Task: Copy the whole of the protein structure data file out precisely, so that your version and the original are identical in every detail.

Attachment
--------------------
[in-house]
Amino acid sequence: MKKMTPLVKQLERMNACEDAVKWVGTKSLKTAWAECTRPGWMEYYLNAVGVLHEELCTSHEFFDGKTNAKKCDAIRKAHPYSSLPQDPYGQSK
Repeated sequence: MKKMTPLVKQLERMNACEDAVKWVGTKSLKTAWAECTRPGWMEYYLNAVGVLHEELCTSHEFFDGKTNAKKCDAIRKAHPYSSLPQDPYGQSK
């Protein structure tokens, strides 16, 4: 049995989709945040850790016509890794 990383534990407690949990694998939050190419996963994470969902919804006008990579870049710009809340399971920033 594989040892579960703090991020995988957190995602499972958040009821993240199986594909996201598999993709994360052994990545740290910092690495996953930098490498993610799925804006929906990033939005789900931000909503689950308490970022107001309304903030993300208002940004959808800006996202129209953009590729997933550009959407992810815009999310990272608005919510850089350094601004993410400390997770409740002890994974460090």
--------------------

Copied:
[in-house]
Amino acid sequence: MKKMTPLVKQLERMNACEDAVKWVGTKSLKTAWAECTRPGWMEYYLNAVGVLHEELCTSHEFFDGKTNAKKCDAIRKAHPYSSLPQDPYGQSK
Repeated sequence: MKKMTPLVKQLERMNACEDAVKWVGTKSLKTAWAECTRPGWMEYYLNAVGVLHEELCTSHEFFDGKTNAKKCDAIRKAHPYSSLPQDPYGQSK
């Protein structure tokens, strides 16, 4: 049995989709945040850790016509890794 990383534990407690949990694998939050190419996963994470969902919804006008990579870049710009809340399971920033 594989040892579960703090991020995988957190995602499972958040009821993240199986594909996201598999993709994360052994990545740290910092690495996953930098490498993610799925804006929906990033939005789900931000909503689950308490970022107001309304903030993300208002940004959808800006996202129209953009590729997933550009959407992810815009999310990272608005919510850089350094601004993410400390997770409740002890994974460090």